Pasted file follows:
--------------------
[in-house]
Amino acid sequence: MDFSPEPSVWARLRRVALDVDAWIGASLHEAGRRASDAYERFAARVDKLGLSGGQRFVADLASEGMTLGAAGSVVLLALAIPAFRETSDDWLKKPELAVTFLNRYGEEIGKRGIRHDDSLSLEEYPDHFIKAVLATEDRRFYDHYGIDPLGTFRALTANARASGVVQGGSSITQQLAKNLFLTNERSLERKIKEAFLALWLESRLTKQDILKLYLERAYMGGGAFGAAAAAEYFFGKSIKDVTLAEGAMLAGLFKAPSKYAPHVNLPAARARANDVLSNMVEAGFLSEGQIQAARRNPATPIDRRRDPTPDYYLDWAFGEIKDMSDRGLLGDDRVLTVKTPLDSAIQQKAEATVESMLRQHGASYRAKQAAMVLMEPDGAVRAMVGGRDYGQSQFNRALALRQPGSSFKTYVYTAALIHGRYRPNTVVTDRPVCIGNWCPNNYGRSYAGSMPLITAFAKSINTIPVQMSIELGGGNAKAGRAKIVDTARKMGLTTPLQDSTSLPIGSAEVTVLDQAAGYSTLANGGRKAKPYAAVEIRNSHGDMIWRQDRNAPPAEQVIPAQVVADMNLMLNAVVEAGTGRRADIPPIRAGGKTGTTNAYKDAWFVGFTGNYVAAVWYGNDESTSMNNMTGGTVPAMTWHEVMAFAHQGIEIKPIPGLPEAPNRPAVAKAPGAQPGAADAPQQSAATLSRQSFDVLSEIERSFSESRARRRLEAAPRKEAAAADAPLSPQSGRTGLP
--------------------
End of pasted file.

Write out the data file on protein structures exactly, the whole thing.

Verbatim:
[in-house]
Amino acid sequence: MDFSPEPSVWARLRRVALDVDAWIGASLHEAGRRASDAYERFAARVDKLGLSGGQRFVADLASEGMTLGAAGSVVLLALAIPAFRETSDDWLKKPELAVTFLNRYGEEIGKRGIRHDDSLSLEEYPDHFIKAVLATEDRRFYDHYGIDPLGTFRALTANARASGVVQGGSSITQQLAKNLFLTNERSLERKIKEAFLALWLESRLTKQDILKLYLERAYMGGGAFGAAAAAEYFFGKSIKDVTLAEGAMLAGLFKAPSKYAPHVNLPAARARANDVLSNMVEAGFLSEGQIQAARRNPATPIDRRRDPTPDYYLDWAFGEIKDMSDRGLLGDDRVLTVKTPLDSAIQQKAEATVESMLRQHGASYRAKQAAMVLMEPDGAVRAMVGGRDYGQSQFNRALALRQPGSSFKTYVYTAALIHGRYRPNTVVTDRPVCIGNWCPNNYGRSYAGSMPLITAFAKSINTIPVQMSIELGGGNAKAGRAKIVDTARKMGLTTPLQDSTSLPIGSAEVTVLDQAAGYSTLANGGRKAKPYAAVEIRNSHGDMIWRQDRNAPPAEQVIPAQVVADMNLMLNAVVEAGTGRRADIPPIRAGGKTGTTNAYKDAWFVGFTGNYVAAVWYGNDESTSMNNMTGGTVPAMTWHEVMAFAHQGIEIKPIPGLPEAPNRPAVAKAPGAQPGAADAPQQSAATLSRQSFDVLSEIERSFSESRARRRLEAAPRKEAAAADAPLSPQSGRTGLP